The Reichstag burning, 1933

As the EU conducts its own version of Gleichschaltung, Provincial Governors are under extreme pressure to complete the process of getting the Enabling Act (aka The Treaty of Lisbon) into law as soon as possible so that the writ of Brussels Diktat can start to run at the very earliest opportunity. Gordon Brown has, therefore, decided to curtail debate.

Recently the Government of the United Kingdom (savour those words whilst you may, for the very concept is not long for this world) was promising that there would be extensive time for debate concerning the bill to ratify the Treaty of Lisbon but clearly Brown’s patience with the process is at an end and he has decided to call his dissenters to heel. Thus instead of the 20 to 25 days of debate that we thought, naively I suppose, would be allowed for examination of the Treaty, Government Whips are now saying that twelve days of ‘themed’ debate is going to be more than enough.

The idea of allotting to each day’s debate a specific theme is to enable the Government control of the agenda so that any controversial measure in the Treaty can be carefully avoided in favour of some mind-numbingly arcane area of the Treaty which is superficially favourable to British interests and which may thus safely be pored over at length. Clearly debate is to be strictly controlled and, once a fig leaf of propriety can be established, shut down completely.

One reason why Gordon Brown said we did not need a referendum was because the Treaty would be extensively debated ‘line by line’ in Parliament. That we now know was, as everything else he has said on the matter, nothing more and nothing less than a lie.

Some may say that my use of the comparison between the European Union of 2008 and the German Third Reich of 23rd. March 1933 is far fetched, offensive even. I apologise for nothing, for no apology is due when the comparison is one which is entirely valid. If you doubt this then look no further than this piece from the excellent Dan Hannan concerning the effacing of opposition to le Grand Projet in the European ‘Parliament’.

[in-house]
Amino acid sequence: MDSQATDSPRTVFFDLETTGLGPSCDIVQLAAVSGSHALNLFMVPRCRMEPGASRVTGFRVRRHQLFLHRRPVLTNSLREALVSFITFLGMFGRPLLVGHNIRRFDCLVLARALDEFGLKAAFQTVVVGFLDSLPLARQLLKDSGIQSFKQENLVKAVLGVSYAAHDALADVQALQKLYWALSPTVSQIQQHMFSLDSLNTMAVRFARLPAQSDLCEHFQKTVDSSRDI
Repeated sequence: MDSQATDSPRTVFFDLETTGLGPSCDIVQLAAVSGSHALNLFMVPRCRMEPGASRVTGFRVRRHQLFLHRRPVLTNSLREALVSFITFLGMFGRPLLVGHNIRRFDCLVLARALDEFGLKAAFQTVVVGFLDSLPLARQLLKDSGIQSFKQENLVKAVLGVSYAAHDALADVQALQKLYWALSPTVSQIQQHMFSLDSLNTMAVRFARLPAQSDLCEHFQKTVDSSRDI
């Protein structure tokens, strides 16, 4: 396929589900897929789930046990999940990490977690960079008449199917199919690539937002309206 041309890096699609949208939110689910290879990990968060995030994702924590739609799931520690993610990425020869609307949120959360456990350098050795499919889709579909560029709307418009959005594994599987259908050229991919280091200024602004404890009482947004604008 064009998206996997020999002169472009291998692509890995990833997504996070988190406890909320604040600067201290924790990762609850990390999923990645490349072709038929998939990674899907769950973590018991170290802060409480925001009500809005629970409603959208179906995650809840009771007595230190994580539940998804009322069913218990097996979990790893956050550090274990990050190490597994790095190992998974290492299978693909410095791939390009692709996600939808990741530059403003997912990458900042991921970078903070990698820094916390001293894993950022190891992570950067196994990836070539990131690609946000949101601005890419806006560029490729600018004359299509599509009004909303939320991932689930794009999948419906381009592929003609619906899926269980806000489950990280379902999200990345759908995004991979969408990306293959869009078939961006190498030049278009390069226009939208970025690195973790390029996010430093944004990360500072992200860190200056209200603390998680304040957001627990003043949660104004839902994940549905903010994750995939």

How else can one describe this process other than that it is the deliberate subversion of the Rule of Law in order to suppress opposition and dissent? How does that differ in any way from the activities of a dictatorship?

For that is what is taking place here.

Daniel Hannan forbears to make the comparison with what took place in 1933 on the grounds that to do so would be (a) disproportionate and (b) terribly rude to Herr Hans-Gert Pöttering, President of the Parliament, who, he says, lost a father in the Second World War. Only on those issues do I firmly dissent from what he says.

As to the matter of proportionality, in a strict narrow sense Daniel Hannan is right for it is the Treaty itself which is a dead ringer for the Enabling Act not the processes of the European Parliament. But this debauching of the rule of law is itself utterly dictatorial in nature and deserves the most severe condemnation as an act of wholly despotic authoritarianism.

As to the latter I feel no such constraint. What Herr Pöttering is up to is every bit as sinister as anything which the Nazis got up to in the Reichstag before that body became the emasculated poodle of Adolf Hitler after passage of the Enabling Act. How else can one describe a plan to give the President of the European Parliament power effectively to suppress otherwise perfectly legal means of debate?

If that is what is going on, then I am afraid Herr Pöttering’s tenderness on the subject of his long-dead father is as nothing compared with the destruction of the rule of law.

Hannan’s piece is a must-read item and contains some quite excellent and entirely apposite quotations from Shakespeare and Burke that I wished I had come up with myself and I was amused by his adoption of a Catoesque tactic of observing at the end of any offering of his to the EU ‘Parliament’ the latin sentence ‘Pacto Olisipiensis Censenda Est’. [The Lisbon Treaty must be Put to the Vote]

And from his picture, he looks so young!

Perhaps Herr Pöttering will counter this with one of his own:

Delenda est Brittania!1

1 Britain must be destroyed!